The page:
Friday, October 7, 2016

PolitiFact and the Trump tax return promise

The liberal bloggers at PolitiFact have weighed in on whether Republican presidential candidate Donald Trump has broken his promise to release his tax returns. Trump, PolitiFact says, has broken his promise. We know PolitiFact says this thanks to the "False" rating it gave Trump's running mate, Mike Pence, for saying Trump has not broken his promise.



There's a problem for PolitiFact, here. Pence is right, at least if PolitiFact is giving us the right version(s) of Trump's promise. PolitiFact provided no versions of the promise with any deadline attached.

A promise made with no deadline for keeping the promise is never broken, unless we count death as a deal breaker.

PolitiFact has apparently confused not keeping a promise with breaking a promise.

So long as Trump has not released his tax returns, he has not kept his promise to release his tax returns. But lacking a deadline for keeping the promise, until Trump has passed up every opportunity he will ever have to keep the promise, he has not broken the promise.

It's a simple matter of logic.

But, but, but, but ....


Trump implied that he would release his returns before election day!

Yes, perhaps so. It's an arguable point. But until election day rolls around and Trump has not released his tax returns, Trump has not broken his promise. And Pence is right to say so.


It's a simple matter of logic.



So why does PolitiFact struggle so with simple matters of logic?

2 comments:

  1. Assuming you intend for this argument to be taken seriously for a moment, apply your 'logic' to some additional facts. Trump has also said that he will release his tax returns when Clinton releases the 30k emails that have been deleted. Since Trump acknowledges that these emails have been deleted, and since Clinton can't release something she doesn't have, Trump is effectively saying he will only release his tax returns when a condition occurs which he knows can never occur. Accordingly, per Trump's own statements and what you call logic, Trump is not going to release his tax returns, and Politifact was correct in rating Pence's claim false.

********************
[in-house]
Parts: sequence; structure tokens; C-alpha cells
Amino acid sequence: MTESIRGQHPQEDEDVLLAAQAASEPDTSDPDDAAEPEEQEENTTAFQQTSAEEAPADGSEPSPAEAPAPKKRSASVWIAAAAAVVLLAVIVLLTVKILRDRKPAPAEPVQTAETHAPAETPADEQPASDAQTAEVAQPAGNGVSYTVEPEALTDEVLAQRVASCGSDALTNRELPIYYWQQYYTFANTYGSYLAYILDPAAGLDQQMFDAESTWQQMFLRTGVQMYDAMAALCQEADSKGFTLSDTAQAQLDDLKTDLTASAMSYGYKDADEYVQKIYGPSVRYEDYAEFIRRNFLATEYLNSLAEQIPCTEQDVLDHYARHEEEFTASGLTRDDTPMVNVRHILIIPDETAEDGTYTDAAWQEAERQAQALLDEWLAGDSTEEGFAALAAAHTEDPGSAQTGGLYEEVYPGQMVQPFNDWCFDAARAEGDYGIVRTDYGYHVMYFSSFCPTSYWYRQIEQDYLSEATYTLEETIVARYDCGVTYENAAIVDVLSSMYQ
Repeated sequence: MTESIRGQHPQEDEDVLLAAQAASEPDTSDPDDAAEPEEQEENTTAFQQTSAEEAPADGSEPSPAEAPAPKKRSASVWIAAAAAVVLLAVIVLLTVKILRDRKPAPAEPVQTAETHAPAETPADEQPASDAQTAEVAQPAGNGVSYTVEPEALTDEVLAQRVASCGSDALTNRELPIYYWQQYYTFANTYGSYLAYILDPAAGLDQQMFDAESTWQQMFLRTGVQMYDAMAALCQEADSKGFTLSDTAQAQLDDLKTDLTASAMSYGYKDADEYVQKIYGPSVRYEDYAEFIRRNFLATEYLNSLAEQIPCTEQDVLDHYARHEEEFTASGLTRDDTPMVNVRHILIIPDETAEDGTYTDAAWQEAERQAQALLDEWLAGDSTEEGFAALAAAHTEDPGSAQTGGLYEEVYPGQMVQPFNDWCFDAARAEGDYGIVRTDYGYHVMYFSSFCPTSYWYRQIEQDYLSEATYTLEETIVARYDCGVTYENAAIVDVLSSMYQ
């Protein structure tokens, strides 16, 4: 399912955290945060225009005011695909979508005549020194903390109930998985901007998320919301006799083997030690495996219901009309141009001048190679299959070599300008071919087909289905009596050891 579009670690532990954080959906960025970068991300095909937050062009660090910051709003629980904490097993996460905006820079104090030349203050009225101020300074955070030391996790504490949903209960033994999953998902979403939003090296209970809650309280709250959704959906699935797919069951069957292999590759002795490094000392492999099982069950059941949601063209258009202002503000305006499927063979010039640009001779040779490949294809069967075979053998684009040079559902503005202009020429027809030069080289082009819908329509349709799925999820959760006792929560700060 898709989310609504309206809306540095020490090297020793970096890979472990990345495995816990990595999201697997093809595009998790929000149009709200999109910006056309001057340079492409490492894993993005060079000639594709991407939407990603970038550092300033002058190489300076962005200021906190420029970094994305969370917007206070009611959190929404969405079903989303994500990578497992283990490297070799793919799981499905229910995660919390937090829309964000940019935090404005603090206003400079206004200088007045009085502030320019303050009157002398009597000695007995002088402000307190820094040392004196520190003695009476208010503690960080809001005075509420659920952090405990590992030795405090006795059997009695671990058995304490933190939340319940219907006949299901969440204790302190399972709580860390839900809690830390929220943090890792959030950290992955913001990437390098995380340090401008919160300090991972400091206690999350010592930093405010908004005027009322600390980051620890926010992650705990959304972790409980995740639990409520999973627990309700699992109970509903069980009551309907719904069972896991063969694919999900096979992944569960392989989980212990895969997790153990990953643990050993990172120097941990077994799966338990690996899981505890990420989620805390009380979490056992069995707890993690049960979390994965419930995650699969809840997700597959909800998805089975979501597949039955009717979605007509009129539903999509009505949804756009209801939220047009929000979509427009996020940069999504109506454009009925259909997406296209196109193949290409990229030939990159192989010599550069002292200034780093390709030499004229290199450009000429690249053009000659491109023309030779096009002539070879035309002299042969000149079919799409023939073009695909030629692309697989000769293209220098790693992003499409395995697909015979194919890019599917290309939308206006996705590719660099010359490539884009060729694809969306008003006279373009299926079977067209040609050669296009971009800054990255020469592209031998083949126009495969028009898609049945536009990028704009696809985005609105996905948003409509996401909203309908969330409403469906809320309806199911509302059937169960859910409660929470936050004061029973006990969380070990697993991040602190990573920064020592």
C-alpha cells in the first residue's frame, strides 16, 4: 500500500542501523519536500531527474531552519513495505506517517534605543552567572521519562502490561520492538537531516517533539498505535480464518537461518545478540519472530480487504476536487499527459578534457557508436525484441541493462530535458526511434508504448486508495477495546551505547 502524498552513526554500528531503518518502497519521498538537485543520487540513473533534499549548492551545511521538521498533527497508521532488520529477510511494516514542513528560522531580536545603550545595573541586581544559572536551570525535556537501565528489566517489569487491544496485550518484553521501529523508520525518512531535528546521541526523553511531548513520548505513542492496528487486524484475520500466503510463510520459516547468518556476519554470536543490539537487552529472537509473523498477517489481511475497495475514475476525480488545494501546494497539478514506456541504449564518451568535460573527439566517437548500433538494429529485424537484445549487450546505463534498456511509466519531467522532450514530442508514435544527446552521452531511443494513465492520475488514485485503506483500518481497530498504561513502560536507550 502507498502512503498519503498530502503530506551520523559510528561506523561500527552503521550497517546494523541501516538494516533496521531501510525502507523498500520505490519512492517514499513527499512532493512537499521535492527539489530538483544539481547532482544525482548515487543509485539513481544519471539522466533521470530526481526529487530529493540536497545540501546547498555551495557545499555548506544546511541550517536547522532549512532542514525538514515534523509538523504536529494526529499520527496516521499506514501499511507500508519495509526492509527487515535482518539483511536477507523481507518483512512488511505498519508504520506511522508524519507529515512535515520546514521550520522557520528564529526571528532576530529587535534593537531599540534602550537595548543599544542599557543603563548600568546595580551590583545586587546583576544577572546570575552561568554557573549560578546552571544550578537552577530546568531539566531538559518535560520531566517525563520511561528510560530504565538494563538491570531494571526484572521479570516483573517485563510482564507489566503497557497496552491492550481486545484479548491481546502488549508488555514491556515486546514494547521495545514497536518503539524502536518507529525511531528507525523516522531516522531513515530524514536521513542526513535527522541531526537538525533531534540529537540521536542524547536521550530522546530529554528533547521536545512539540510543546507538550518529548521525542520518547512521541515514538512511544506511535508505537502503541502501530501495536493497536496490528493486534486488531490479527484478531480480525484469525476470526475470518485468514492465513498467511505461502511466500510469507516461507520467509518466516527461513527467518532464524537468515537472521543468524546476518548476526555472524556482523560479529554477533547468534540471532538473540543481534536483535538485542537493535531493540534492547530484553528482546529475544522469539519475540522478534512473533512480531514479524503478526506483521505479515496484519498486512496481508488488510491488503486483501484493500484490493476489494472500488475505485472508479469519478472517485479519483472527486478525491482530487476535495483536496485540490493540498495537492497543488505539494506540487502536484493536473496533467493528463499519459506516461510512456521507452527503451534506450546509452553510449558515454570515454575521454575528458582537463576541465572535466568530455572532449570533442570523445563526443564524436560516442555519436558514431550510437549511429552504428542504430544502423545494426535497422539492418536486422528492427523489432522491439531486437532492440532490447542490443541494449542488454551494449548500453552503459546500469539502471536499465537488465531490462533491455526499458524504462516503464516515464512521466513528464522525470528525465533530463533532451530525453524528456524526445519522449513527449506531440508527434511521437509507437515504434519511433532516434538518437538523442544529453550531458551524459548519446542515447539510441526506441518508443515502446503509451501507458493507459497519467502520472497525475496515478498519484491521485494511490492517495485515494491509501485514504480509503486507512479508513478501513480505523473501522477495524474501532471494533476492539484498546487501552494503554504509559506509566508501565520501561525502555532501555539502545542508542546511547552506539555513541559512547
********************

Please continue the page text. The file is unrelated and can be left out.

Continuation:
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    1. John Peluso wrote:

      **Assuming you intend for this argument to be taken seriously for a moment, apply your 'logic' to some additional facts.**

      I was clear in the post that its reasoning deals with PolitiFact's presentation of the evidence. If you introduce other evidence then you're not dealing with the logic of the post, but rather trying to sidestep it.

      If one uses logic regarding the new information you're introducing, the new promise should not be seen to negate the old one. Trump promised to release his returns, and he has promised to release them as soon as Clinton releases her deleted emails. That only introduces a deadline if Clinton releases her emails, which you say is impossible.

      What you've cleverly done, John Peluso, is introduce an IFF (if and only if) clause in the promise you're adding to the mix.

      It remains simple logic that Trump has not broken his promise. There's no deadline, according to you, so he can still fulfill his promise so long as we do not dishonestly add an IFF clause to his deadline pledge.

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